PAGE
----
HOFMEISTER WINS! She’s to Face Stitt in November; Shannon in Runoff for Inhofe’s Seat

The current state secretary of public instruction, who switched parties to run for governor, won her Democratic primary Tuesday night.

The Black former speaker of the Oklahoma House of Representatives placed second in a hotly-contested race to replace the retiring senior United States senator of Oklahoma.

Also, the former congresswoman who upset things political in Oklahoma when she defeated a Republican sitting congressman four years ago is now her party’s nominee for a U.S. Senate seat.

Current Secretary of Public Instruction Joy Hofmeister, a Republican, switched parties and went on to win the Democratic nomination for governor by roundly defeating her opponent Tuesday night.

Secretary Hofmeister polled 101,601 votes (60.74 percent) to defeat her one opponent in the Democratic primary for governor.

She will face Gov. Kevin Stitt, a Republican, who easily trounced his three opponents by gathering 248,355 votes (69.1 percent).

Gov. Stitt and Secretary Hofmeister will square off again in November.

Markwayne Mullin won 42.62 percent of the vote in Tuesday’s Republican primary to replace U.S. Sen. James Inhofe (Rep., Okla.), but that was not enough to avoid a runoff election with Mr. Shannon, who won 17.54 percent of the vote to win second place.

The runoff is scheduled for August.

The winner will face in November former U.S. Rep. Kendra Horn (Dem., Okla.).

U.S. Sen. James Lankford (Rep., Okla.) did avoid a runoff on Tuesday, having defeated his numerous opponents.

But he will have to face either Madison Horn, who won her Democratic primary, or Jason Bollinger.

Madison Horn led with 37.2 percent of the vote in a crowded field.

Jason Bollinger polled 16.8 percent of the vote.

Thus, the runoff.

Kevin Calvey had hoped to win the Republican primary election for Oklahoma County district attorney outright Tuesday.

He almost did, coming just 16 votes short.

Now, the Oklahoma County commissioner will be in a runoff Aug. 23 with Gayland Gieger, a longtime Oklahoma County assistant district attorney.

The runoff winner will take on Democrat Vicki Behenna in the Nov. 8 general election.

Behenna is a former U.S. attorney who helped prosecute Oklahoma City bomber Timothy McVeigh at his trial in Denver in 1997.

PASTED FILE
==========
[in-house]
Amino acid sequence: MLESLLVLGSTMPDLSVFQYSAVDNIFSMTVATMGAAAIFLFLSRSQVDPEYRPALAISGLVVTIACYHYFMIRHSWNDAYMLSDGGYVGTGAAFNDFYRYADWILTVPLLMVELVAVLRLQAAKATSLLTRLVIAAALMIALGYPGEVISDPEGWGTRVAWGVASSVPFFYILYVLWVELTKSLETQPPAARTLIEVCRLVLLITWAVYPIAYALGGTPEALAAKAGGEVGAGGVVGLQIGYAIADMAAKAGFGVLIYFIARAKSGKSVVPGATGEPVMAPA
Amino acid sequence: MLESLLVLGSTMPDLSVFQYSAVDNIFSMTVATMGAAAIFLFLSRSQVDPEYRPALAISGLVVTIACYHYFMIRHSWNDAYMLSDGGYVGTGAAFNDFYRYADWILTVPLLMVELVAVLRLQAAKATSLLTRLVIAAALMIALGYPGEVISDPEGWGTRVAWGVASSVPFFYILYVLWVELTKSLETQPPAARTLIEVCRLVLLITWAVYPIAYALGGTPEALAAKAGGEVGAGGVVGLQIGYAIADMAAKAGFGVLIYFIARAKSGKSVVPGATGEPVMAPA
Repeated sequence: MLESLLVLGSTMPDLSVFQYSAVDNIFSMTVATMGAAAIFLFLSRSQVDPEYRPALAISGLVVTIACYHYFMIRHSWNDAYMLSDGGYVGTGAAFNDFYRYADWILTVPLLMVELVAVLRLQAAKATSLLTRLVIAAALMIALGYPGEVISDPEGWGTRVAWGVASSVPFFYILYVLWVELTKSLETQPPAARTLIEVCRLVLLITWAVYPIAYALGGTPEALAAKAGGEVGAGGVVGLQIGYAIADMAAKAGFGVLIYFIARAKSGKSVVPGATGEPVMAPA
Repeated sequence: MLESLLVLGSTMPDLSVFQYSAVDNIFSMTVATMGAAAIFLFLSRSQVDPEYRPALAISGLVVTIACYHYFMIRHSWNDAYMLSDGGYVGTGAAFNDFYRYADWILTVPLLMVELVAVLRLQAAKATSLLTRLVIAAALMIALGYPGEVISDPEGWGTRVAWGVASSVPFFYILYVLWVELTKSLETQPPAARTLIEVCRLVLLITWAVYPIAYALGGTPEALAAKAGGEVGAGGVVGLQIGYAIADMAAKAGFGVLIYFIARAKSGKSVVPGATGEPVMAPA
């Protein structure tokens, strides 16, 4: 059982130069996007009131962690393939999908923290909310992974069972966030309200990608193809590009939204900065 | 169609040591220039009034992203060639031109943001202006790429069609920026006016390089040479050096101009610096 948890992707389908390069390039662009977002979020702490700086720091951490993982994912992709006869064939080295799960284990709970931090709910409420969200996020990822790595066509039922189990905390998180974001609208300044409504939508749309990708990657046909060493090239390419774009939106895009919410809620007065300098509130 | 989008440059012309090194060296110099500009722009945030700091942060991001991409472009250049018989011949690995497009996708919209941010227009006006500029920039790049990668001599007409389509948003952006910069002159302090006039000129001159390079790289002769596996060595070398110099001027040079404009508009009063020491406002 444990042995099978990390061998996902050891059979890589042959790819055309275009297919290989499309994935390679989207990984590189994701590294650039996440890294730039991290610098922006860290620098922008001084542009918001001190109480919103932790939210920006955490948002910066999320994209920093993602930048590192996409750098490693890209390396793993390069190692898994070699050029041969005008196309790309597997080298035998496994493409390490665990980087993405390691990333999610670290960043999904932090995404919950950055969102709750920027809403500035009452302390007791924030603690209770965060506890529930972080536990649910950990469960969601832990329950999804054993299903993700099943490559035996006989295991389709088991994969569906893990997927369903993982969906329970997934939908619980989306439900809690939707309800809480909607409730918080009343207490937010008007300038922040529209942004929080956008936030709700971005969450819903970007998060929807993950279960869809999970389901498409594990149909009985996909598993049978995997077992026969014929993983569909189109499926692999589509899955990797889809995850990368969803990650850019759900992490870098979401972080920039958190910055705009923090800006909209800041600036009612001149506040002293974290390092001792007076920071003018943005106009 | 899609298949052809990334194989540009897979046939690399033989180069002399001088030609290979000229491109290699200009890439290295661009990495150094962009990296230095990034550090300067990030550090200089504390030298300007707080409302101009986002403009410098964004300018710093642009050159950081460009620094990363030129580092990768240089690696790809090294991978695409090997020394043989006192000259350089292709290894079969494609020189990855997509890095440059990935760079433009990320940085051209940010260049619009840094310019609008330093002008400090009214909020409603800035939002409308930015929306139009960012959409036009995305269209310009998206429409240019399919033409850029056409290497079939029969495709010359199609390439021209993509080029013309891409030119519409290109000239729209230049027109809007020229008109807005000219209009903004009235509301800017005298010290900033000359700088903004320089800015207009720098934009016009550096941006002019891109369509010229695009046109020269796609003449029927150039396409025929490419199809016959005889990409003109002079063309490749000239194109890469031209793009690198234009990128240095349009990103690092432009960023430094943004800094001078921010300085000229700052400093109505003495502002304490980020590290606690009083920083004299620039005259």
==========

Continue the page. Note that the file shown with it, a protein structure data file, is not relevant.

She easily defeated Mark Myles in the Democratic primary Tuesday, winning 64% of the vote.

In other DA races, incumbents Allan Grubb and Kenny Wright lost.

In Oklahoma County, Calvey, a former state legislator, needed just one vote over 50% Tuesday to avoid a runoff. He got 49.97%.

With all precincts reporting, Calvey had 26,975 votes, Gieger had 12,548, defense attorney Jacqui Ford had 7,802 and defense attorney Robert W. Gray had 6,655.

Both Calvey and Gieger pointed to their experience as prosecutors in their pitches to primary voters.

Calvey, 55, prosecuted terrorists in Iraq between Jan. 28, 2007, and Jan. 27, 2008, as a captain in the U.S. Army, according to a narrative accompanying his Bronze Star medal.

Gieger, 55, has prosecuted murderers, sex offenders, baby killers and other criminals over 22 years in Oklahoma County District Court.

Oklahoma County voters in Districts 1 and 3 cast their ballots in primaries with some races for county commissioner heading to runoffs while others are bound straight for the general election in November.

In District 1, four Democrats fought for the chance to move on from the primary, while two Republicans faced off.  District 3 was a mirror image with four Republicans vying for the chance to advance and two Democrats.

In the Democratic primary, former state Sen. Anastasia Pittman received nearly 39% of the vote and will face incumbent Carrie Blumert, who received nearly 36% of the vote, in the Aug. 23 runoff.

The winner will face Willard Linzy, the Republican nominee, who defeated LaTonya Williams in Tuesday’s primary with nearly 67% of the vote.

Oklahoma County’s District 1 encompasses a large portion of Oklahoma City, including the city’s northeast side, plus Midwest City and Del City. Additionally the towns of Nicoma Park, Lake Aluma, Forest Park, Jones, Spencer and The Village are included.

In the District 3 Republican primary, the district’s current chief deputy, Myles Davidson and District 2 county employee Amy Alexander, both beat former sheriff P.D. Taylor to advance to the runoff.

Davidson said Tuesday he was “very honored to have received the most votes,” and looked forward to continuing to speak to District 3 voters about what mattered to them.

Alexander said she was “beyond excited and looking forward to the competition.”

The winner will face Democrat Cathy Cummings in the general election. Cummings had earned nearly 72% of the Democratic vote, beating Air Force veteran Jay Bridwell.

District 3 of Oklahoma County includes Edmond, Arcadia, parts of northern Oklahoma City, and Luther.

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